For a more natural experience, wildlife enthusiasts should go for morning and evening safari to Jhalana forest, just 15 minutes’ drive from the city centre. The soothing calm of the forest, lush greenery, and the high probability of leopard-sighting would make your day.   

Camel leather bags.
Camel leather bags.

The vintage and modern

No better place to enjoy the rich legacy of royal Rajasthan than its museums. Archaeological artefacts and sculptures are displayed at India’s first art gallery at the underground metro station in Chhoti Chaupar. The museum of legacies, housed in the former school of arts (1867), showcases Rajasthani art. The majestic Indo-Saracenic architecture of Albert Hall Museum (1876) forms the backdrop of many selfies, but its collection of exquisite paintings and sculptures is even better. The Gems and Jewellery Museum, and the Doll Museum are worth visiting.

The Jawahar Kala Kendra and Birla Auditorium host arts and crafts exhibitions and performing arts.

A few tourist attractions are the 18th century terraced garden of Sisodiya Rani Ka Bagh, the Vidyadhar Garden, the garden in the foothills of Moti Doongri Palace, Galta ji Ka Temple with its hot spring, Samode Garden and Sanganer that is famous for block printed cotton, handmade paper, and blue pottery. The Jaipur Rugs at Mansarovar sells handcrafted carpets from rural artisans. The many heritage boutique hotels here are popular for hosting weddings, film shoots, and global events.   


The Tripolia Bazaar gate in the walled city opens only twice during the grand processions of Teej and Gangaur, taken out by women. During Diwali, the entire walled city is lit up, and Holi is also celebrated with fervour.

Apart from religious festivals; Jaipur is gaining popularity for its literary, art and culture, dance, music and theatre festivals. During winter weekends, leading vocalists and musicians perform free for public in Central Park. The Jaipur Literature Festival is the most popular event that attracts renowned litterateurs from around the world. Jaipur Diwas, International Film Festival, and the Kite Festival are a few other popular ones.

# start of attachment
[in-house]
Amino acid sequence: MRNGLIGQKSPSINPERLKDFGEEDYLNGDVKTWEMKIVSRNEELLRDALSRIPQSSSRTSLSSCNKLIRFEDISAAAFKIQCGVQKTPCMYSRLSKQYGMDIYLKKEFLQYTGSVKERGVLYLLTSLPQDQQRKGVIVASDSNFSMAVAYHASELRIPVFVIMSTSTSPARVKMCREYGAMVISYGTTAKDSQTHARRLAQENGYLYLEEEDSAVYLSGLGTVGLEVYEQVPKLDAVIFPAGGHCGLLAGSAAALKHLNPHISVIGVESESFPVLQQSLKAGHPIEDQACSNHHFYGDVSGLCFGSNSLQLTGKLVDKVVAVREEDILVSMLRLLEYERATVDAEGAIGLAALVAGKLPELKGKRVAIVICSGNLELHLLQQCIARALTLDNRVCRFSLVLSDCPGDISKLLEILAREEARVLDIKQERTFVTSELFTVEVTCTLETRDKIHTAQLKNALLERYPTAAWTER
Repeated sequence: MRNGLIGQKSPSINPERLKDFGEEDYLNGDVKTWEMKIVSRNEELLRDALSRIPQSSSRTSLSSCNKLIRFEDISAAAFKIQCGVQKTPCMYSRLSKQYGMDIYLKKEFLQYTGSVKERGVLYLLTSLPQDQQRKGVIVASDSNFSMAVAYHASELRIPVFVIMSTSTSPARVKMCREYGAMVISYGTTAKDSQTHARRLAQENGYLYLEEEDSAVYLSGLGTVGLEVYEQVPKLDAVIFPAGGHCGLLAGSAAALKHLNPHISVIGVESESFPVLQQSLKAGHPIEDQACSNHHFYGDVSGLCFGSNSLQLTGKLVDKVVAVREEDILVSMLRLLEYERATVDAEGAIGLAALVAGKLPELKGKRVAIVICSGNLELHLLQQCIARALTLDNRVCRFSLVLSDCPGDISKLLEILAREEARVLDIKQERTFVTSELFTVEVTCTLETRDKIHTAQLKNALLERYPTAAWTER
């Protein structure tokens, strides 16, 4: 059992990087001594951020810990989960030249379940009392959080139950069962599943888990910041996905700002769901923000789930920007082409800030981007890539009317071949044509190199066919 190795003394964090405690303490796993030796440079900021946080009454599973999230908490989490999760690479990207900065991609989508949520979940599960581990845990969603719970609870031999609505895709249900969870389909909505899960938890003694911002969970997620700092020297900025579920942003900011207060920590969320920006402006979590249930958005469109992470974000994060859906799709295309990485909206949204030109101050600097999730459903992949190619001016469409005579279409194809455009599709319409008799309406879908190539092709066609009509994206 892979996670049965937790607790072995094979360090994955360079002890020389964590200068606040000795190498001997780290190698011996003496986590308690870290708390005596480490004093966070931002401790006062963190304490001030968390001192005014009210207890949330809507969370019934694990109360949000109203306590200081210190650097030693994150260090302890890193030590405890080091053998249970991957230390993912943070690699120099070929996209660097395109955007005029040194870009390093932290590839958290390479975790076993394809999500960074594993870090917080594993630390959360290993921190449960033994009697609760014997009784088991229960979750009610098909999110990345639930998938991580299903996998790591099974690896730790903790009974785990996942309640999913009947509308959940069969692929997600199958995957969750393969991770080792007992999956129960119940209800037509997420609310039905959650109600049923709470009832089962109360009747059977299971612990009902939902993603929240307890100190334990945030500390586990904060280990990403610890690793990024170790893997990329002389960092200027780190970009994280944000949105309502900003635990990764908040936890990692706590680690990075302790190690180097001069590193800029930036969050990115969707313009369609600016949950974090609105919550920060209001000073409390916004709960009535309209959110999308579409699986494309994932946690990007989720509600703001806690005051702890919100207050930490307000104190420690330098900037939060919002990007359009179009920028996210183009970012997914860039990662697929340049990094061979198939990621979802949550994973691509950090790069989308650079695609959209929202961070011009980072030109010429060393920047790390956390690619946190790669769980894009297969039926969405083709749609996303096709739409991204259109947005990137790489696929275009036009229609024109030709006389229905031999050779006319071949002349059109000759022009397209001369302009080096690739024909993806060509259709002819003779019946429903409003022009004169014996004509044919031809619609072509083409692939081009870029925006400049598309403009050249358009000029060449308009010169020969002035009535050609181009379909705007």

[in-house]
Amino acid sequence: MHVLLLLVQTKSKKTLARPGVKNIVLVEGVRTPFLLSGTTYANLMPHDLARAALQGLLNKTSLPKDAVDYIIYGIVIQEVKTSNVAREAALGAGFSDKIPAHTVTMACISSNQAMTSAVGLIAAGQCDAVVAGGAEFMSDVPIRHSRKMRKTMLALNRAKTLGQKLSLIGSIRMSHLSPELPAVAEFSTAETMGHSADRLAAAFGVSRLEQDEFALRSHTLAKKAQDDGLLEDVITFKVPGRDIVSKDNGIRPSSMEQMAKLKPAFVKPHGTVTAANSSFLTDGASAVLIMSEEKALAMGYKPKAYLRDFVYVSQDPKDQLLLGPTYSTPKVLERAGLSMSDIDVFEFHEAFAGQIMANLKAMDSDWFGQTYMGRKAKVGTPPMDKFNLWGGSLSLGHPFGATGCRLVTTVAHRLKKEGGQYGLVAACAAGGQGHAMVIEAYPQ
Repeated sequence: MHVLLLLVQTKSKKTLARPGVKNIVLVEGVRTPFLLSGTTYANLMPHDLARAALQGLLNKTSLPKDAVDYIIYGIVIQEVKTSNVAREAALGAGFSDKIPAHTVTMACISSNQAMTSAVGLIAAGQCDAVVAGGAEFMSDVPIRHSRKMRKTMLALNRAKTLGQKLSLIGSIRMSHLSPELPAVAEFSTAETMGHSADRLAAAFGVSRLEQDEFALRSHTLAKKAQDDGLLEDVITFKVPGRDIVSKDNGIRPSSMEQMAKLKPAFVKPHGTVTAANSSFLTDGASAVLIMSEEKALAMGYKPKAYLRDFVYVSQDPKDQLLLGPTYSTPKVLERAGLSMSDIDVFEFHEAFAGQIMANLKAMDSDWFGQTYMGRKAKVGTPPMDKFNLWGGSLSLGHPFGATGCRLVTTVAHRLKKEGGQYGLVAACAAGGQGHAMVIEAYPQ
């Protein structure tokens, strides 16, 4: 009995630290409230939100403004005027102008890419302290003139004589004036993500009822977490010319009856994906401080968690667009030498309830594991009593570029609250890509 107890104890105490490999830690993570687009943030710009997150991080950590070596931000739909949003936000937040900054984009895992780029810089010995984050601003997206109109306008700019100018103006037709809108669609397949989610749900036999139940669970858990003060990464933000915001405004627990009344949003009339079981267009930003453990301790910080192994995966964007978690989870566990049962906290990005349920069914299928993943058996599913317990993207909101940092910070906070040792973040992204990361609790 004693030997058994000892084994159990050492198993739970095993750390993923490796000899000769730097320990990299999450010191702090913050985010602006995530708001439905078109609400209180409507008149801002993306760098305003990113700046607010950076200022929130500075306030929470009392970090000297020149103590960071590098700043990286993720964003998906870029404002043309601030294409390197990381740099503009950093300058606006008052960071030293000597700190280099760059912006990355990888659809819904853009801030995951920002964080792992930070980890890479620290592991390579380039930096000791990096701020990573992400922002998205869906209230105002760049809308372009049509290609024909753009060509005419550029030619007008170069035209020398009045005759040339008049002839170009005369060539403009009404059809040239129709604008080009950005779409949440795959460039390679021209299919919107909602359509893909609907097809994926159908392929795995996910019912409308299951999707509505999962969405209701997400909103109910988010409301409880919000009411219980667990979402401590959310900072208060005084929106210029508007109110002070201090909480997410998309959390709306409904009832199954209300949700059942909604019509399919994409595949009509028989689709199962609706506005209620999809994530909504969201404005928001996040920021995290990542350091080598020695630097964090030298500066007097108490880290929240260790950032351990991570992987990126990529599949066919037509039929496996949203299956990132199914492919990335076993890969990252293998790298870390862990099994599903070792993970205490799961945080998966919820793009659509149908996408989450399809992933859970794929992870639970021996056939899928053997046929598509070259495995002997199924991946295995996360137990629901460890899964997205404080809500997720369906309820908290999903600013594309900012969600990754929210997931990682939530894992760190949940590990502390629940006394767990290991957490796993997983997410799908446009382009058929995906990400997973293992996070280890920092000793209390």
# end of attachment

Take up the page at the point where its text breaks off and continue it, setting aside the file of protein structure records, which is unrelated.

Gastronomic delights

The beauty of Jaipur is its traditions that co-exist with modernity. If Chokhi Dhani is for rural cuisine, then hip cafés like White Sage give a farm-to-table experience of global food. Jaipur has the trendiest of cafes each distinct in its décor, concept, philosophy, social responsibility, and ethnic or global cuisine. With bars, hookah, live music, and rooftop restaurants; you are spoilt for choice.

For a sip of tea, visit Tapri The Tea House or Sancha Tea Boutique. For custom made coffee, visit Curious Life Coffee Roasters, and for organic continental snacks, Anokhi is a hot favourite.  

To splurge on traditional royal recipes, visit heritage Suvarna Mahal Restaurant at Taj Rambagh Palace or 1135 AD in Amber Fort. Café Palladio serves good Italian fare, and traditional lal-maas (red meat) could be had at Handi and Spice Court.  

There have been food festivals like Rajasthan Rasoi Utsav that brought back lost recipes of ethnic food while the upcoming Gourmet Getaway (9-13 October) would focus on forgotten recipes of the world.  

Jharokhas of Hawa Mahal.
Jharokhas of Hawa Mahal.

Challenges UNESCO world heritage site

With the ‘Walled city’ getting the honour of World Heritage City, the citizens are hopeful that this would boost tourism, augment planned development, and create jobs. From its nomination in 2015 to the formal application in February 2018, there were glitches though. The UNESCO team visited last September, the International Council of Monuments and Sites (ICOMOS) recommended a deferral as it felt the walled city’s heritage protection, conservation and management were woefully inadequate. With a spirited presentation of the state government, what won the day for Jaipur was its heritage value, a living vibrant old city thriving with people, heritage buildings and commercial activities.

However, a lot needs to be done to retain the UNESCO tag that might be perilous if encroachment, unruly traffic, haphazard parking, chaotic vendors and cleanliness is not sorted out within a year.

The six-point agenda to work upon, as outlined by the World Heritage Committee, includes no new construction to take place within the walled city, thus requiring a heritage impact assessment plan. Constituting a heritage committee for monitoring, creating a special area plan to segregate residential and commercial space, a heritage inventory of all 1,575 structures within the walled area, interception plan that focuses on traffic management, encroachment, parking, pedestrian plan, and cleanliness of the heritage area. The state government is required to prepare the special area heritage plan until 2021.